Joseph Mallord William TurnerCoastline, from Galley Hill to Pevensey Bay c.1806-10

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Artwork details

Artist
Title
Coastline, from Galley Hill to Pevensey Bay
From Herstmonceux and Pevensey Sketchbook
Turner Bequest XCI
Date c.1806-10
MediumChalk and graphite on paper
Dimensionssupport: 128 x 201 mm
Collection
Tate
Acquisition Accepted by the nation as part of the Turner Bequest 1856
Reference
D05628
Turner Bequest XCI 11
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Catalogue entry

Joseph Mallord William Turner 1775–1851
Folio 11 Recto:
Coastline, from Galley Hill to Pevensey Bay circa 1806–10
D05628
Turner Bequest XCI 11
Pencil and white chalk on cream wove paper, prepared with a buff wash, 128 x 201 mm
Inscribed by John Ruskin in red ink ‘11’ bottom left, descending vertically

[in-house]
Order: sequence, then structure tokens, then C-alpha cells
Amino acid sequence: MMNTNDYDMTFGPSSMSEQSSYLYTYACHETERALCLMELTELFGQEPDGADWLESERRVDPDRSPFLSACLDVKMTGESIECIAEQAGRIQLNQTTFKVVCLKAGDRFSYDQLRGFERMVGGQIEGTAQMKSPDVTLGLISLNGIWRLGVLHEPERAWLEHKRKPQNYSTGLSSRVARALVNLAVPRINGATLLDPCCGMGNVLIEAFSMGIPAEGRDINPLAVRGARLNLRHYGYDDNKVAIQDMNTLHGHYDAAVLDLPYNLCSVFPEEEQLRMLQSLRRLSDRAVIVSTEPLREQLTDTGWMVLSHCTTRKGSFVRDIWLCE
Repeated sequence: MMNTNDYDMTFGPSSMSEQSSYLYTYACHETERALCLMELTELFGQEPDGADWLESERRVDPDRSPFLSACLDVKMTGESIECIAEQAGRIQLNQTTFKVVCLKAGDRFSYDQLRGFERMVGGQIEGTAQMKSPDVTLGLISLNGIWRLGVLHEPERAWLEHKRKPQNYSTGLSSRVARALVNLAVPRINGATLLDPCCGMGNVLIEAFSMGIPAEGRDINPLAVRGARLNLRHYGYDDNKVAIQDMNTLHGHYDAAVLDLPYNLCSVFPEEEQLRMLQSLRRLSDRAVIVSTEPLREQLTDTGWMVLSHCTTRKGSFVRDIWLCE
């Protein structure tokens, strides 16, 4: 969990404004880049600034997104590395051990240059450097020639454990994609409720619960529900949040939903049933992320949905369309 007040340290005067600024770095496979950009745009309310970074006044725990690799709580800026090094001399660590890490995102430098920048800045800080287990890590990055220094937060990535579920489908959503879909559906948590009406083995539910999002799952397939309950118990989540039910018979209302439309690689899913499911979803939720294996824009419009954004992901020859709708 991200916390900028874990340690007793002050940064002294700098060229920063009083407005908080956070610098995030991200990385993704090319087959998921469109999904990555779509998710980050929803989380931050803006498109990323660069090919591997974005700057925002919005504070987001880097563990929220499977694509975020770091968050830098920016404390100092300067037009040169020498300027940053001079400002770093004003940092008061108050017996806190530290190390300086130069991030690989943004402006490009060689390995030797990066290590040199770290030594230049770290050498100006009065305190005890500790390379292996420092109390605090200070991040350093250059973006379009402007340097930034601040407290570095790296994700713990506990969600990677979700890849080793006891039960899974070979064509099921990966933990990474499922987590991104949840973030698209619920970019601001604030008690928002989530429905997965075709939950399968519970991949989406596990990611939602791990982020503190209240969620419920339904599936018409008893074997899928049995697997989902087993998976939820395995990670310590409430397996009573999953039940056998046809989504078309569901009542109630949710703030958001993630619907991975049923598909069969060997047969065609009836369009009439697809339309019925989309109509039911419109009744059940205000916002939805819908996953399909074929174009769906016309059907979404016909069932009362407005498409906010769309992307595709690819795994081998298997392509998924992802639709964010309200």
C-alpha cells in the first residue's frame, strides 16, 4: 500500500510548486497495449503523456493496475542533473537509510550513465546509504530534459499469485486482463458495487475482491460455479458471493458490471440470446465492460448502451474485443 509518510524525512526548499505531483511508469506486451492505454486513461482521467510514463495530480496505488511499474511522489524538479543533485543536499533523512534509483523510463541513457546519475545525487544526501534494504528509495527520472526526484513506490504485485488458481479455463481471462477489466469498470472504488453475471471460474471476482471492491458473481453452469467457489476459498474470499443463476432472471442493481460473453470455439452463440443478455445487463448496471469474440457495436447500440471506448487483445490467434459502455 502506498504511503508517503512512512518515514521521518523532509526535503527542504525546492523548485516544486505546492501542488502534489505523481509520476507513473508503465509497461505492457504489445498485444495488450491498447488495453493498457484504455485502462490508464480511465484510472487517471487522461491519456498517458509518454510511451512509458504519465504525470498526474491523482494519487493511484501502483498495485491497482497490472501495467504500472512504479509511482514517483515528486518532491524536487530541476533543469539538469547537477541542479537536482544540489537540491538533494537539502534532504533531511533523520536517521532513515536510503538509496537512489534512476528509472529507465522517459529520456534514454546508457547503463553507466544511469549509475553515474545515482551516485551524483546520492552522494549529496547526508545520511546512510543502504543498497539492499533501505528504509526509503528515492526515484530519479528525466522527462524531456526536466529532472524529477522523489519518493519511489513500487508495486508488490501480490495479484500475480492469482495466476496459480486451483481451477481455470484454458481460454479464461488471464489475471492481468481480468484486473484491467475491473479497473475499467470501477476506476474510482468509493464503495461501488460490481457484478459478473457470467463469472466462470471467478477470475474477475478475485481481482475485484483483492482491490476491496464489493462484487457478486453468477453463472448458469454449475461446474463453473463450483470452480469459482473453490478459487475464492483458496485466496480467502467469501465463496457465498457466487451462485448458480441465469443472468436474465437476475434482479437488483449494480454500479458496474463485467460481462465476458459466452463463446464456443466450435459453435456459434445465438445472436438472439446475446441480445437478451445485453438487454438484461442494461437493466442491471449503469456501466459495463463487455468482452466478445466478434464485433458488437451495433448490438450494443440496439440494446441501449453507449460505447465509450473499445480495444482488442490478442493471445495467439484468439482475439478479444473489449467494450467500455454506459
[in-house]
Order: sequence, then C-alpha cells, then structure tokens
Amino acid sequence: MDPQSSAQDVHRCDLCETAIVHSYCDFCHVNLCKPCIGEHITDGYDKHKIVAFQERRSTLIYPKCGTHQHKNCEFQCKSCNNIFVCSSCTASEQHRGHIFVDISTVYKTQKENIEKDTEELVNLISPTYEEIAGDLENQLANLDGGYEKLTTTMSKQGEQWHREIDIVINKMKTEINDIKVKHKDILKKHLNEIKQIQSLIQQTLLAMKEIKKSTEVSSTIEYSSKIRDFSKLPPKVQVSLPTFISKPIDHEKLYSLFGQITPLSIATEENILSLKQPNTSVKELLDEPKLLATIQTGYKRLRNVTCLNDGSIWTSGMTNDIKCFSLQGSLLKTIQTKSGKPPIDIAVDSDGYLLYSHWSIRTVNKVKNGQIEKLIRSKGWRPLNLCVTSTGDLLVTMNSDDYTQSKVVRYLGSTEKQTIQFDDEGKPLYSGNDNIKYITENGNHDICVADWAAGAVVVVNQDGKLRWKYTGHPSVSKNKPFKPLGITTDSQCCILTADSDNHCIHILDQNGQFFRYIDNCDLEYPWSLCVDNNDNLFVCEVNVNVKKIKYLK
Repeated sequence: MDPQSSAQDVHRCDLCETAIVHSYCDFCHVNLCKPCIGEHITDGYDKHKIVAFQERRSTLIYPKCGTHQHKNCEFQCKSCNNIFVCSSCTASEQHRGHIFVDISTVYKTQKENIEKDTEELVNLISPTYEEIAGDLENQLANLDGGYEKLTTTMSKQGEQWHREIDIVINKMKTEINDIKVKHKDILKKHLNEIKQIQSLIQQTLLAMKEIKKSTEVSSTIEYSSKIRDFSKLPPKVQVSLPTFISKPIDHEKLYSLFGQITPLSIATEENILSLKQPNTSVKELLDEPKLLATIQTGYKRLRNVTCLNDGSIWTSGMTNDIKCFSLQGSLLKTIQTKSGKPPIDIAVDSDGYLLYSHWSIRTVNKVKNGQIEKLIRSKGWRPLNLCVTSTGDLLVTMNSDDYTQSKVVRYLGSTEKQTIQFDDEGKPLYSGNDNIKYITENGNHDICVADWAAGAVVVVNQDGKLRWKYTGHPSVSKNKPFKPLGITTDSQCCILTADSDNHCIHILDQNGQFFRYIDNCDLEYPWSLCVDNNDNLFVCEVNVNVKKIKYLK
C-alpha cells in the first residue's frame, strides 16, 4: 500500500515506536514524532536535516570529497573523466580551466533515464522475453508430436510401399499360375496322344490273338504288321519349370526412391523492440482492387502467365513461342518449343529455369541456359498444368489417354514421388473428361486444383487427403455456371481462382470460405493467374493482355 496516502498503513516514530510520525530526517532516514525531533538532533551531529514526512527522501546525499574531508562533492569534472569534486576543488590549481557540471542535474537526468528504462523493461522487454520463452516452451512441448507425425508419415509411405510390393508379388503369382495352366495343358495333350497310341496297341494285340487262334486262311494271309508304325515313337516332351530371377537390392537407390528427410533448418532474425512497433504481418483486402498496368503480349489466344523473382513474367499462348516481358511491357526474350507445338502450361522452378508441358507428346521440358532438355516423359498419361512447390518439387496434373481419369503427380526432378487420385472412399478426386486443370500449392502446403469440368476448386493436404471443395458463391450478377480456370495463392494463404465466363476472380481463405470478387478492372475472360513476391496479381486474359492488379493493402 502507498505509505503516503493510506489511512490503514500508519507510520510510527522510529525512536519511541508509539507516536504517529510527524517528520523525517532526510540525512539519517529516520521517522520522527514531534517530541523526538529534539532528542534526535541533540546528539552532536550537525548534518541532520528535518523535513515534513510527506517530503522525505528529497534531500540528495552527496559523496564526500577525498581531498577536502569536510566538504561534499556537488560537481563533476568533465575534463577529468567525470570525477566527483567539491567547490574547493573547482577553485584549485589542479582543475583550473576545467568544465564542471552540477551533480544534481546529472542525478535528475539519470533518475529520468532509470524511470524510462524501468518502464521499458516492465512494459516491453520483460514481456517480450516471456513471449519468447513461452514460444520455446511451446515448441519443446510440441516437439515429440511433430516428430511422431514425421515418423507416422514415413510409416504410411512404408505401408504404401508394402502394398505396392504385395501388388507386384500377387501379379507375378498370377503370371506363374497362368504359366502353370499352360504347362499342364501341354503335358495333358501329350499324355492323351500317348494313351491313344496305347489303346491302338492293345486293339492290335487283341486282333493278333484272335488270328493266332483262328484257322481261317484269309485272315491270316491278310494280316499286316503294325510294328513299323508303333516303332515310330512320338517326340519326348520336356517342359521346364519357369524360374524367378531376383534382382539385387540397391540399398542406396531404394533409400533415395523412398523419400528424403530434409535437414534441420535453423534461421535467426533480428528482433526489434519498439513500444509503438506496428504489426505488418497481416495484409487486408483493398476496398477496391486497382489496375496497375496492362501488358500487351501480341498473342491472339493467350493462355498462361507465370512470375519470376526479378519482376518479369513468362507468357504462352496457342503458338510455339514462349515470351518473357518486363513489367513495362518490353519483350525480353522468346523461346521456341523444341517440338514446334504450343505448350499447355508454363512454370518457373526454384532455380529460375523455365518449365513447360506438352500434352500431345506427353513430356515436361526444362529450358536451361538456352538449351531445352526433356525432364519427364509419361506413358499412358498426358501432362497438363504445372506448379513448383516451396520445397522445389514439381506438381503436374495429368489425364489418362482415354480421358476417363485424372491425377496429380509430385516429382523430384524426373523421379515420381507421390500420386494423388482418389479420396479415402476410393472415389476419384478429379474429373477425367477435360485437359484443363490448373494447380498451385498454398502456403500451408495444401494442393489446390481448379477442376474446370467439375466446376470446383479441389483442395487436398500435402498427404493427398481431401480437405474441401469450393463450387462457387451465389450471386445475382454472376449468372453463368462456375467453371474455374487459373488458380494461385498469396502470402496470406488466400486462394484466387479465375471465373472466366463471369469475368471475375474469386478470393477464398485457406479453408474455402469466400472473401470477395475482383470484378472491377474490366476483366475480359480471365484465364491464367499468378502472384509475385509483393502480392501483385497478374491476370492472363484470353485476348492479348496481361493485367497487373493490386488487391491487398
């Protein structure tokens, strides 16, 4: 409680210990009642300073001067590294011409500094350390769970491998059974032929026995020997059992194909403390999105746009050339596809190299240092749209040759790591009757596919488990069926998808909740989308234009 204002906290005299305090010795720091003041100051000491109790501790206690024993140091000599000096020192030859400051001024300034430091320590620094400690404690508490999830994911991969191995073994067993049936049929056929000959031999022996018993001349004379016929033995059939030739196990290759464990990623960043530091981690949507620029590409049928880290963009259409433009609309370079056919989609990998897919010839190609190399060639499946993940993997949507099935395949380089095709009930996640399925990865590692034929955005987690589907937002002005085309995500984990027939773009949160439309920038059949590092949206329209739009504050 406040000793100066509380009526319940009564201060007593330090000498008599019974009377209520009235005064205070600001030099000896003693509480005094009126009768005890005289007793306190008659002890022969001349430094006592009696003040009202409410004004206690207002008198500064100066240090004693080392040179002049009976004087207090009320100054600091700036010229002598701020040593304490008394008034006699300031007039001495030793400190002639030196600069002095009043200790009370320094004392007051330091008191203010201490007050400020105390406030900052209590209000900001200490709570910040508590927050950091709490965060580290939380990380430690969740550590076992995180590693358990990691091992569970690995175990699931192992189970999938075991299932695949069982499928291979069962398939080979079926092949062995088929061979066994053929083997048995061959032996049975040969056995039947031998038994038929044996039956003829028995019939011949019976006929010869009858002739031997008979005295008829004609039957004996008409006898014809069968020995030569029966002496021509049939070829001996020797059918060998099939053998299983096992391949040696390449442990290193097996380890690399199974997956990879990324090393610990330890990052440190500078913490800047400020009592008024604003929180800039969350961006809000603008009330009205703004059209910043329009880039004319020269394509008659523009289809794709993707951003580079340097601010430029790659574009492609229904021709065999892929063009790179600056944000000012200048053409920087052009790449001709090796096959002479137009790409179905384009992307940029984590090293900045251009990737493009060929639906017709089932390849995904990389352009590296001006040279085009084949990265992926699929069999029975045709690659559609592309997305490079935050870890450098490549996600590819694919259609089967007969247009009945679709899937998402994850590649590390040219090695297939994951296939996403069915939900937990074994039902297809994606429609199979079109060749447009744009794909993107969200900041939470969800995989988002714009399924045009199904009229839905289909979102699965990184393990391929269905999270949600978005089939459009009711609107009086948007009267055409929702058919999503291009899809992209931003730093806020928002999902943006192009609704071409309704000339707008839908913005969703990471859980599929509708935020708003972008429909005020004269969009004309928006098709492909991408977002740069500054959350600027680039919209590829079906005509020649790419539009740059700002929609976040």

Stamped in black ‘XCI 11’ bottom left, descending vertically
Blind-stamped with the Turner Bequest monogram, lower right of centre
 
Accepted by the nation as part of the Turner Bequest 1856
As observed by Eric Shanes, followed by Joyce Townsend and Ian Warrell, this drawing from near Galley Hill (seen on the right) just east of Bexhill towards Pevensey Bay was the basis of the sepia-toned watercolour (Tate D08138; Turner Bequest CXVII K) engraved both for the Liber Studiorum (1811) and Picturesque Views on the Southern Coast of England (1817). Turner’s title for the Liber plate was ‘Martello Towers, near Bexhill, Sussex’ and the sepia shows a chain of these defensive structures stretching into the distance along the beach towards Pevensey Bay. They are not present here, unless as Matthew Imms has suggested, one is under construction in the middle distance. Building of the towers began in 1805 and continued until 1812 by which time the threat of French invasion had passed.
For a drawing probably from near the same spot further up from the beach see folio 10 of the sketchbook (D05627).
Verso:
Blank

David Blayney Brown
March 2011

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